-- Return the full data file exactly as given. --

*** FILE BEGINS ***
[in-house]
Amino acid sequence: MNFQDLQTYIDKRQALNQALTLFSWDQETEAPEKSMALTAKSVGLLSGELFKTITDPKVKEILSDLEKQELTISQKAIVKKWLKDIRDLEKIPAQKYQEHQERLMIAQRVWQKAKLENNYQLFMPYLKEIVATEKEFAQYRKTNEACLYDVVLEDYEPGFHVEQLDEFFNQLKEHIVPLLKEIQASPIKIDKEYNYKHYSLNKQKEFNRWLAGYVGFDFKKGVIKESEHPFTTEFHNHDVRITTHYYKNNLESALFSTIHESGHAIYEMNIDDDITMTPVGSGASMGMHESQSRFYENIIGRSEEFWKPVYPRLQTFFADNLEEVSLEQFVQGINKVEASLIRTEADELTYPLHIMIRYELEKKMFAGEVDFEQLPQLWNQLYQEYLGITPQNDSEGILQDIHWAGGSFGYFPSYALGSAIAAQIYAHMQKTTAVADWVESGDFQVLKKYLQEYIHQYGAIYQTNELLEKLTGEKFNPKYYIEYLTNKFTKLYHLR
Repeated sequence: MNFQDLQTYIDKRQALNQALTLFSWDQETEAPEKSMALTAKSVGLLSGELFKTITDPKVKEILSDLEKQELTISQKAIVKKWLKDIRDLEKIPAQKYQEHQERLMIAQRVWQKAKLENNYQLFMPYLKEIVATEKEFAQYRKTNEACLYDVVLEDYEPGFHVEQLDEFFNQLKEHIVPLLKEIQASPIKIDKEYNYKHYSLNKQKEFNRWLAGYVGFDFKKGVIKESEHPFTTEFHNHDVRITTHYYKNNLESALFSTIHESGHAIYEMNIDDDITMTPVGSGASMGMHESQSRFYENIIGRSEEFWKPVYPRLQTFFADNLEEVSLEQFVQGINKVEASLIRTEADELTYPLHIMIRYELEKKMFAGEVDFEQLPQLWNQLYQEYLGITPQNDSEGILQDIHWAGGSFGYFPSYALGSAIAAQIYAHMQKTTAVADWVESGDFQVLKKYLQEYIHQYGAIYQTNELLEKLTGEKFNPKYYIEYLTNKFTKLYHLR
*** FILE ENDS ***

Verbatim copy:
[in-house]
Amino acid sequence: MNFQDLQTYIDKRQALNQALTLFSWDQETEAPEKSMALTAKSVGLLSGELFKTITDPKVKEILSDLEKQELTISQKAIVKKWLKDIRDLEKIPAQKYQEHQERLMIAQRVWQKAKLENNYQLFMPYLKEIVATEKEFAQYRKTNEACLYDVVLEDYEPGFHVEQLDEFFNQLKEHIVPLLKEIQASPIKIDKEYNYKHYSLNKQKEFNRWLAGYVGFDFKKGVIKESEHPFTTEFHNHDVRITTHYYKNNLESALFSTIHESGHAIYEMNIDDDITMTPVGSGASMGMHESQSRFYENIIGRSEEFWKPVYPRLQTFFADNLEEVSLEQFVQGINKVEASLIRTEADELTYPLHIMIRYELEKKMFAGEVDFEQLPQLWNQLYQEYLGITPQNDSEGILQDIHWAGGSFGYFPSYALGSAIAAQIYAHMQKTTAVADWVESGDFQVLKKYLQEYIHQYGAIYQTNELLEKLTGEKFNPKYYIEYLTNKFTKLYHLR
Repeated sequence: MNFQDLQTYIDKRQALNQALTLFSWDQETEAPEKSMALTAKSVGLLSGELFKTITDPKVKEILSDLEKQELTISQKAIVKKWLKDIRDLEKIPAQKYQEHQERLMIAQRVWQKAKLENNYQLFMPYLKEIVATEKEFAQYRKTNEACLYDVVLEDYEPGFHVEQLDEFFNQLKEHIVPLLKEIQASPIKIDKEYNYKHYSLNKQKEFNRWLAGYVGFDFKKGVIKESEHPFTTEFHNHDVRITTHYYKNNLESALFSTIHESGHAIYEMNIDDDITMTPVGSGASMGMHESQSRFYENIIGRSEEFWKPVYPRLQTFFADNLEEVSLEQFVQGINKVEASLIRTEADELTYPLHIMIRYELEKKMFAGEVDFEQLPQLWNQLYQEYLGITPQNDSEGILQDIHWAGGSFGYFPSYALGSAIAAQIYAHMQKTTAVADWVESGDFQVLKKYLQEYIHQYGAIYQTNELLEKLTGEKFNPKYYIEYLTNKFTKLYHLR